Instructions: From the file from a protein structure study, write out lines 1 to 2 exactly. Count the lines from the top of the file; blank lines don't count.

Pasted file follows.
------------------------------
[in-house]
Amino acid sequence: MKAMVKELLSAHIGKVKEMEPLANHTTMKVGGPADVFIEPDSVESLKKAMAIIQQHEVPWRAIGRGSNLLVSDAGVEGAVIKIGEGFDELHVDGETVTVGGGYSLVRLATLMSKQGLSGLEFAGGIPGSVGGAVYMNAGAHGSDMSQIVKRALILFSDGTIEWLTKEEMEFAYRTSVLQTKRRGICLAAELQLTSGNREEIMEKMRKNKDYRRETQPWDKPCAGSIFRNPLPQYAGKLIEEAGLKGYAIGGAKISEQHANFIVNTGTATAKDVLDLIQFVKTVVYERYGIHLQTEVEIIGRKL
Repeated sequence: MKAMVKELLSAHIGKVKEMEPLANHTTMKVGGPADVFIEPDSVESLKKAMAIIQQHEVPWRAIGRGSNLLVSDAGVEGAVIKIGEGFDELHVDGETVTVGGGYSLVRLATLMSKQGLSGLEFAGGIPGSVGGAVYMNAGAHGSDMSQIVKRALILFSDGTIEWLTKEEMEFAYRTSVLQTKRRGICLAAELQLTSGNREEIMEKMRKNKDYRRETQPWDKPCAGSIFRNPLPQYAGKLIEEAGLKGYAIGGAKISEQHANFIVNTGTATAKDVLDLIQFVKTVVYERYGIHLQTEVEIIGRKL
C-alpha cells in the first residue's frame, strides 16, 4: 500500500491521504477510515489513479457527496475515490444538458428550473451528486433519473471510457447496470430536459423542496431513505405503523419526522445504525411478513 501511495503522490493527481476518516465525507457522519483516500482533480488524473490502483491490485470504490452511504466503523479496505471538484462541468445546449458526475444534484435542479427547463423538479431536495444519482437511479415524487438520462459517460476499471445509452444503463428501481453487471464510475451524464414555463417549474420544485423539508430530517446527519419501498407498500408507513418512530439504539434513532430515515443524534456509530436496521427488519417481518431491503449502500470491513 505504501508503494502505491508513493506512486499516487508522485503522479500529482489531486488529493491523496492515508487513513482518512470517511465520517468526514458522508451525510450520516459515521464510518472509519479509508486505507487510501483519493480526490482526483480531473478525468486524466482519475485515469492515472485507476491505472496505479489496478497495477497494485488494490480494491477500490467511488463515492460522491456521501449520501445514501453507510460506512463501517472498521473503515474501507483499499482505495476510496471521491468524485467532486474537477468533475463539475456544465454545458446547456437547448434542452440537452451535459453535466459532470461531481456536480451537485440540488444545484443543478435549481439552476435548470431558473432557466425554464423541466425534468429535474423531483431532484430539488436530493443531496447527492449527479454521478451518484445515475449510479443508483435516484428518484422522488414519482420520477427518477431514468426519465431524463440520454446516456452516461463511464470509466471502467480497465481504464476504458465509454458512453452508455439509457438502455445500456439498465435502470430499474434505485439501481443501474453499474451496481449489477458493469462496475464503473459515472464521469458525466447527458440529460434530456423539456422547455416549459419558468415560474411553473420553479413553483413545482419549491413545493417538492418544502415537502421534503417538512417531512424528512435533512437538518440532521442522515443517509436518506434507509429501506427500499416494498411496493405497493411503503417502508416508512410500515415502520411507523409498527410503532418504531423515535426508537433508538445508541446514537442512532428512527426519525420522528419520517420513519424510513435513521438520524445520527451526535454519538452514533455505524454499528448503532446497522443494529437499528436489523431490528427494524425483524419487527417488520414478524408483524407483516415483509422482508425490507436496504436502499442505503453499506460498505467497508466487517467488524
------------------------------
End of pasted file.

[in-house]
Amino acid sequence: MKAMVKELLSAHIGKVKEMEPLANHTTMKVGGPADVFIEPDSVESLKKAMAIIQQHEVPWRAIGRGSNLLVSDAGVEGAVIKIGEGFDELHVDGETVTVGGGYSLVRLATLMSKQGLSGLEFAGGIPGSVGGAVYMNAGAHGSDMSQIVKRALILFSDGTIEWLTKEEMEFAYRTSVLQTKRRGICLAAELQLTSGNREEIMEKMRKNKDYRRETQPWDKPCAGSIFRNPLPQYAGKLIEEAGLKGYAIGGAKISEQHANFIVNTGTATAKDVLDLIQFVKTVVYERYGIHLQTEVEIIGRKL